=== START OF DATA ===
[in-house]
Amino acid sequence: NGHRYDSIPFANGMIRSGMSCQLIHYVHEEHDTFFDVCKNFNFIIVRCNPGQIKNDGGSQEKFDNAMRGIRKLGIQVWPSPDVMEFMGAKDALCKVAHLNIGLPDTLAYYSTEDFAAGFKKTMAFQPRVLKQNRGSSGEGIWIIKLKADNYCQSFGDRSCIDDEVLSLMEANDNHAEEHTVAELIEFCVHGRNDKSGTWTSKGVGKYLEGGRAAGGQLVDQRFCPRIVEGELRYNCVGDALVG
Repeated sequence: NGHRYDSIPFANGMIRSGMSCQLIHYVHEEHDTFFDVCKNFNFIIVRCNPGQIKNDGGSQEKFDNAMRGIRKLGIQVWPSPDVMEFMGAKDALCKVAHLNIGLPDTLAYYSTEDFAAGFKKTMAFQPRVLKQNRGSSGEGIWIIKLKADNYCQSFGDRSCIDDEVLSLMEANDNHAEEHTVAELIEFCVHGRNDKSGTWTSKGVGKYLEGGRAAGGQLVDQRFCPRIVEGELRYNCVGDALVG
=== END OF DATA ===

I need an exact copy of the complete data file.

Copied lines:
[in-house]
Amino acid sequence: NGHRYDSIPFANGMIRSGMSCQLIHYVHEEHDTFFDVCKNFNFIIVRCNPGQIKNDGGSQEKFDNAMRGIRKLGIQVWPSPDVMEFMGAKDALCKVAHLNIGLPDTLAYYSTEDFAAGFKKTMAFQPRVLKQNRGSSGEGIWIIKLKADNYCQSFGDRSCIDDEVLSLMEANDNHAEEHTVAELIEFCVHGRNDKSGTWTSKGVGKYLEGGRAAGGQLVDQRFCPRIVEGELRYNCVGDALVG
Repeated sequence: NGHRYDSIPFANGMIRSGMSCQLIHYVHEEHDTFFDVCKNFNFIIVRCNPGQIKNDGGSQEKFDNAMRGIRKLGIQVWPSPDVMEFMGAKDALCKVAHLNIGLPDTLAYYSTEDFAAGFKKTMAFQPRVLKQNRGSSGEGIWIIKLKADNYCQSFGDRSCIDDEVLSLMEANDNHAEEHTVAELIEFCVHGRNDKSGTWTSKGVGKYLEGGRAAGGQLVDQRFCPRIVEGELRYNCVGDALVG